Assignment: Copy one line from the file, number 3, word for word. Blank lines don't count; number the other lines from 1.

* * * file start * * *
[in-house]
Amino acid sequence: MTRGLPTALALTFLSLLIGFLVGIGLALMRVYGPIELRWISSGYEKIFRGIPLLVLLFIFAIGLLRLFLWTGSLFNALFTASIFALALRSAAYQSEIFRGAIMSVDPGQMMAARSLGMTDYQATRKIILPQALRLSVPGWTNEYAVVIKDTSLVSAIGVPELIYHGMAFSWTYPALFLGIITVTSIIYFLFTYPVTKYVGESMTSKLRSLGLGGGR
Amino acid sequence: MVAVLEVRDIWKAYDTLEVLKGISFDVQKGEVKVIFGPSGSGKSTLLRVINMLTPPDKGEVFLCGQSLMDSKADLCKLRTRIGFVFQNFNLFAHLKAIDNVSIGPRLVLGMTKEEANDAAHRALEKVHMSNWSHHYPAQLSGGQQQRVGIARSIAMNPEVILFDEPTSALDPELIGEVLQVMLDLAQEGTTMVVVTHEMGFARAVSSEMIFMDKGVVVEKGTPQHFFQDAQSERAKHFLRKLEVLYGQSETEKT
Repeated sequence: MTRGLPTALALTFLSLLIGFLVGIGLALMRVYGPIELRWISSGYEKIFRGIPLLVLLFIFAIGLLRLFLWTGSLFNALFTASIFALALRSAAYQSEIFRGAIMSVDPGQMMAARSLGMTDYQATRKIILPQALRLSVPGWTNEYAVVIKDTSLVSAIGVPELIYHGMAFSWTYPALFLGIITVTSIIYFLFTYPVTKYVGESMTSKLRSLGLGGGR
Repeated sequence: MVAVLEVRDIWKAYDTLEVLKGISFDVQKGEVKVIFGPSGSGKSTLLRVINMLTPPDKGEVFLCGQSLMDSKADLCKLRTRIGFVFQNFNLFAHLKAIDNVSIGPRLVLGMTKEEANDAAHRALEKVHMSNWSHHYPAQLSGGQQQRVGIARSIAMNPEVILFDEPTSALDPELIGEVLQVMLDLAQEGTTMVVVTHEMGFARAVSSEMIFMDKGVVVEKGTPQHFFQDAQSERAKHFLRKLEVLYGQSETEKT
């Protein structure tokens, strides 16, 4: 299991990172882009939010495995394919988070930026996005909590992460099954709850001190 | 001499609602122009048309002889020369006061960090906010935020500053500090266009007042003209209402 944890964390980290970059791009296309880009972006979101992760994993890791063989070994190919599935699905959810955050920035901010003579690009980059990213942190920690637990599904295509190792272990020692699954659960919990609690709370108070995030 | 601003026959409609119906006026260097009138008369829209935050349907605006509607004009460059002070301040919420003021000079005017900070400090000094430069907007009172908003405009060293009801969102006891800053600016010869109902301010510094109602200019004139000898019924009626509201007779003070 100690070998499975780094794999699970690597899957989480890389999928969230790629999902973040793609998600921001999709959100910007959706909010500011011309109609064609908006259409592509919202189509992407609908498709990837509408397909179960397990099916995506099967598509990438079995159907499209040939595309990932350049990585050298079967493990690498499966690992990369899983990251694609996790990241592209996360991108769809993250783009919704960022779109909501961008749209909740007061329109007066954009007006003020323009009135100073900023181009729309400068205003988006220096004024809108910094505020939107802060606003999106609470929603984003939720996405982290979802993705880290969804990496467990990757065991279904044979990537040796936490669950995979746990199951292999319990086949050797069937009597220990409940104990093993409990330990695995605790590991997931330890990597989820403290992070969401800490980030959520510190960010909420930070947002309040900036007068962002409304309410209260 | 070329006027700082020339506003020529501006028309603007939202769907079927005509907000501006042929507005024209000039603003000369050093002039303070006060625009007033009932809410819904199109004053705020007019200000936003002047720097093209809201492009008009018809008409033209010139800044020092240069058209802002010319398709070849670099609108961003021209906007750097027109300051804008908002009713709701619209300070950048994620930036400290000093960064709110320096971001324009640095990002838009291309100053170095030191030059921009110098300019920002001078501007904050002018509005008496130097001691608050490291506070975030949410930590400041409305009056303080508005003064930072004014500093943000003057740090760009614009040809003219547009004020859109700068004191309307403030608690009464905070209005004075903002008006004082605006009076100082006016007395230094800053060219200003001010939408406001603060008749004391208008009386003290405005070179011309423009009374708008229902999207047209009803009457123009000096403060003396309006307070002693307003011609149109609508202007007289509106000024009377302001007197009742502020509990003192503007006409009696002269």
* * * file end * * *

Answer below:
Amino acid sequence: MVAVLEVRDIWKAYDTLEVLKGISFDVQKGEVKVIFGPSGSGKSTLLRVINMLTPPDKGEVFLCGQSLMDSKADLCKLRTRIGFVFQNFNLFAHLKAIDNVSIGPRLVLGMTKEEANDAAHRALEKVHMSNWSHHYPAQLSGGQQQRVGIARSIAMNPEVILFDEPTSALDPELIGEVLQVMLDLAQEGTTMVVVTHEMGFARAVSSEMIFMDKGVVVEKGTPQHFFQDAQSERAKHFLRKLEVLYGQSETEKT